A fly-on-the-wall’s view of this year’s GABF.
By Michael Agnew
Article Photos by Brian Kaufenberg. Panorama ©Brewers Association
Every fall the Brewers Association, a trade group representing the nation’s craft brewers, hosts the Great American Beer Festival (GABF) in Denver, Colorado. It is the largest gathering of beer fans and breweries in the country. According to the Guinness Book of World Records®, there is no other place on earth where a beer aficionado can find more beers on tap. It boasts the largest collection of American-made beers in one place. With 624 breweries pouring 3,142 beers at this year’s event, it is almost certainly one of the largest beer festivals in the world. Simply put, the GABF is a most-impressive event.
It does, however, have its caveats. I know, it doesn’t sound so bad to be in a room where 3,142 beers are being poured. In fact it sounds a bit like heaven. The problem is that there are 10,000 other people in that room with you. Most are experiencing at least a mild state of intoxication, many somewhat more than mild. It’s difficult to move through the hall. The constant roar is like standing inside of a jet engine. It reaches eardrum-shattering peaks as shaming cries of “Ohhhhhhh” move across the hall in waves every time a glass is dropped, which is often. For a serious introvert such as myself, it can be a most-unpleasant event.
That being said, I keep going back. And I have a blast every year. There are sanctuaries to be found in the hall and special events are happening at every bar and brewery taproom in the city. There is no shortage of beer to be sampled and beer people to connect with.
The GABF is also a good platform from which to see what’s happening in the American beer landscape—to get the lay of the land, as it were. Here are a few trends and tidbits that I picked up this year.
American Beer Has Arrived
If you still need evidence that American beer has come into its own, look no further than GABF ticket sales. When I attended for the first time in 2007, the festival sold out the week of the event. I swear I remember tickets being available at the door. This year the nearly 50,000 tickets sold out in just 20 minutes. You read that correctly. 50,000 tickets, selling at $75 apiece, were gone in 20 minutes. People want the beer. There were a record number of media in attendance as well, including approximately 22 representatives from the foreign press.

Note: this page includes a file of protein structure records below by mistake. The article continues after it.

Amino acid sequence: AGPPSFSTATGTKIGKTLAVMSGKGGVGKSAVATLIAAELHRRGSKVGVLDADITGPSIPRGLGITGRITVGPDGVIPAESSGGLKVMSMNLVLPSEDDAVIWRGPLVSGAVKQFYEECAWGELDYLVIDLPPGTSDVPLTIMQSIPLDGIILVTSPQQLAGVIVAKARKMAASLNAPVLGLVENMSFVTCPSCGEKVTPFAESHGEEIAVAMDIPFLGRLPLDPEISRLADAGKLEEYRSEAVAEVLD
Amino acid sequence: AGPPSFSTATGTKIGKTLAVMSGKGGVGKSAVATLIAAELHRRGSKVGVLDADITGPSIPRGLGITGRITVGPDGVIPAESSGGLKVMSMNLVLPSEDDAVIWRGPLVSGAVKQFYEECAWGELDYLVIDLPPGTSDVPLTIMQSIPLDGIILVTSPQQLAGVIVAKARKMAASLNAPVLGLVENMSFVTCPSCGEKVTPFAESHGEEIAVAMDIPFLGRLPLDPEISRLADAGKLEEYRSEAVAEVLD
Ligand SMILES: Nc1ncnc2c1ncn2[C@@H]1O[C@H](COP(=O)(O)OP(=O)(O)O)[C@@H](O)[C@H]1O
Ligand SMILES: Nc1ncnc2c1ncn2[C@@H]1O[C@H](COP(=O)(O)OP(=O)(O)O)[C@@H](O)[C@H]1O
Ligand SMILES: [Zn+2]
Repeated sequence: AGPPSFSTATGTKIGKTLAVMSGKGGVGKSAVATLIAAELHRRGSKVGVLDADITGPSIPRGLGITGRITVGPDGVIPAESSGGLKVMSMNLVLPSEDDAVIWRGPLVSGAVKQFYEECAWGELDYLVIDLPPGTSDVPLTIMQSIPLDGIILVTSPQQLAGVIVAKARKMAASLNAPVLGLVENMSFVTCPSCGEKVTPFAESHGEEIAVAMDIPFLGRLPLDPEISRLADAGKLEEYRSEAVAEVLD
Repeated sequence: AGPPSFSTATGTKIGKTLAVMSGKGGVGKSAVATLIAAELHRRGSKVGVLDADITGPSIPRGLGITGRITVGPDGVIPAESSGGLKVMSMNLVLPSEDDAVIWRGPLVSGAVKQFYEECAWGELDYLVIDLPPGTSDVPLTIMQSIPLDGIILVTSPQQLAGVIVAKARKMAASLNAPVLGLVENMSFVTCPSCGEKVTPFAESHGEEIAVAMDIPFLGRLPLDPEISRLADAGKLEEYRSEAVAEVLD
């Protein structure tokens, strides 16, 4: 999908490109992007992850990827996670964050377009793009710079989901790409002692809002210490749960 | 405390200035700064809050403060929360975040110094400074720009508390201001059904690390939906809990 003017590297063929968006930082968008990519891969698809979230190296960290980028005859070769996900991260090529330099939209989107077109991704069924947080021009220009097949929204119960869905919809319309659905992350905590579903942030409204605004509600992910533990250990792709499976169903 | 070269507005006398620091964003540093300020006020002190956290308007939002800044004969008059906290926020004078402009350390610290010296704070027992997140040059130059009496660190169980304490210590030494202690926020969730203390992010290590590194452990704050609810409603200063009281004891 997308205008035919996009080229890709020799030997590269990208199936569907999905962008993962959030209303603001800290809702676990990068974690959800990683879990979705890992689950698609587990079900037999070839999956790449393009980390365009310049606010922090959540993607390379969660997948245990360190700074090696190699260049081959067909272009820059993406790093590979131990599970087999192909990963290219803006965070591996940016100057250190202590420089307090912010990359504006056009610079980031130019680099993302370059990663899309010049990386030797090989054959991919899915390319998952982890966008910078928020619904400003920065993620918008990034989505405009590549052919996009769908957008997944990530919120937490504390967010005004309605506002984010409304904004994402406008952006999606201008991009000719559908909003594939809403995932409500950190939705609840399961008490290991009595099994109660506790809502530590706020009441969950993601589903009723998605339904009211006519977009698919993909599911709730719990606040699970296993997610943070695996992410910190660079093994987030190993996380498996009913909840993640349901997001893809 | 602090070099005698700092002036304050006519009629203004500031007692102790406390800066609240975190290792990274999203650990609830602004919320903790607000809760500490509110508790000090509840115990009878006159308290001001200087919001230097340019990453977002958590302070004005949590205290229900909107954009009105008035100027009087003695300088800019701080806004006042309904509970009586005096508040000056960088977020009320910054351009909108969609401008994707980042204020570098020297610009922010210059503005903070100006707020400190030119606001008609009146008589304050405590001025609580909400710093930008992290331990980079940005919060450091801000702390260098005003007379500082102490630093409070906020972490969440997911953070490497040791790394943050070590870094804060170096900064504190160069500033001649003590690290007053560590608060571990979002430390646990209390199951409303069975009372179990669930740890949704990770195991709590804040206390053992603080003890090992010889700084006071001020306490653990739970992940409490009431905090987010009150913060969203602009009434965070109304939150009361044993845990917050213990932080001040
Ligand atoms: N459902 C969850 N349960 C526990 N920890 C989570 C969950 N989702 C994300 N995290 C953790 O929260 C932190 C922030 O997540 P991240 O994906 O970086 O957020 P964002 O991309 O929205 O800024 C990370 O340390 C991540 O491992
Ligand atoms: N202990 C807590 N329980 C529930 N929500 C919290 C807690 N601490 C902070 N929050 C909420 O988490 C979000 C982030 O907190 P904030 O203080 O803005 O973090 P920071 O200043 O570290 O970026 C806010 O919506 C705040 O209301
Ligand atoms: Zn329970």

The increased popularity of the festival has made it more expensive to attend. In addition to the ticket price, one can’t forget the ancillary expenses like hotel rooms. When attending a beer festival with 3,142 beers it’s good to stay within walking distance. As early as July, it was difficult to find rooms in downtown Denver for under $300 per night. And on Hotwire, where I have historically bagged 4-star hotels for $100 to $150, I never saw anything under $400. If you plan to attend the GABF, be prepared to drop some cash or cab it to distant lodging.
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It wasn’t just tickets that went fast. Reflecting the nation’s rapidly-rising brewery count, brewery registration for the GABF filled in an hour and forty minutes, with a wait list of 375. This caught everyone by surprise and left many big-name breweries and fest regulars out in the cold. They were largely replaced by small—in some cases very small—newcomers (see the brewery map above).
This was both a blessing and a curse. It was good to see new faces. It is a testament to the growth of the industry and the movement. These upstarts are the potential super-stars of the future. Some of them are making beer that portends great things. The problem is that many of them are not. I thought this year’s fest offered a higher-than-normal number of sub-par beers. I make it a point at the GABF to try beers from breweries that I have never heard of—the small unknowns that nobody lines up for. Perhaps I was unlucky enough to randomly hit the worst of the bunch, but that seems unlikely. With all the boom-and-bust talk of market saturation, new breweries are going to have to step up their game or risk going under. Hopefully they won’t take the whole thing down with them.
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Regarding your comments about the lack of gender/racial diversity in craft beer, has it occurred to you that maybe, for purely cultural reasons, women and/or minorities just aren’t that ‘into’ craft beer and leave it at that? I think it speaks to our country’s insecurities when people are uncomfortable with perfectly natural patterns developing around gender and racial lines. My assumption is that if you were reporting on the Great American Scented Candle Festival rather than GABF, your observations about gender diversity would be virtually the polar opposite. There’s nothing wrong with that. Nothing needs to be ‘corrected’. Craft beer is everywhere. Regardless of gender and/or race, the people who are inclined to enjoy it can and will find there way to it on their own. No need to force the issue.